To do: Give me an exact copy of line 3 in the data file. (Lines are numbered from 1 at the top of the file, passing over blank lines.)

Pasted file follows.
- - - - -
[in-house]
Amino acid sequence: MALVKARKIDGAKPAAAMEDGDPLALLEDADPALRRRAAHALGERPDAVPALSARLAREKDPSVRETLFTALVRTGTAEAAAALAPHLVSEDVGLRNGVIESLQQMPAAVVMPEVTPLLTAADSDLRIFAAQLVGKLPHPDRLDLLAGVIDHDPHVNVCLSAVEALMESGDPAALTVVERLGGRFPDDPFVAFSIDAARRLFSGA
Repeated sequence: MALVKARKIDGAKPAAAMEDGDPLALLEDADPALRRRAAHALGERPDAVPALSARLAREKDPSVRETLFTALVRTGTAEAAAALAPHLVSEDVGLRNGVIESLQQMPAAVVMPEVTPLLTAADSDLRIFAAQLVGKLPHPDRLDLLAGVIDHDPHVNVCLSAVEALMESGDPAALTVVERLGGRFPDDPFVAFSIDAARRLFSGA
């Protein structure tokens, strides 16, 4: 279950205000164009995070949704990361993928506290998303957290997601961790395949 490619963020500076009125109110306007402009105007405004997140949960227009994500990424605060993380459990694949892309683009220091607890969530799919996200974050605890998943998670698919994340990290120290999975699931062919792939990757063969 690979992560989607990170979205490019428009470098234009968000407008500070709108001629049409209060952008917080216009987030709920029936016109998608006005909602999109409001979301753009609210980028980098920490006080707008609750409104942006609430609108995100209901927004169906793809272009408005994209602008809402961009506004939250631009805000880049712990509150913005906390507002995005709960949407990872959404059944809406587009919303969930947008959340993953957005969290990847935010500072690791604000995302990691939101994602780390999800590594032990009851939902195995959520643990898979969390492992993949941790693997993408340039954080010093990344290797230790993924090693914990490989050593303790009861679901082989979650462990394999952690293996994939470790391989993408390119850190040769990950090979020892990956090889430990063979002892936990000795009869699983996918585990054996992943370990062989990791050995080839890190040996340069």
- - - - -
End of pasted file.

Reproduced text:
Repeated sequence: MALVKARKIDGAKPAAAMEDGDPLALLEDADPALRRRAAHALGERPDAVPALSARLAREKDPSVRETLFTALVRTGTAEAAAALAPHLVSEDVGLRNGVIESLQQMPAAVVMPEVTPLLTAADSDLRIFAAQLVGKLPHPDRLDLLAGVIDHDPHVNVCLSAVEALMESGDPAALTVVERLGGRFPDDPFVAFSIDAARRLFSGA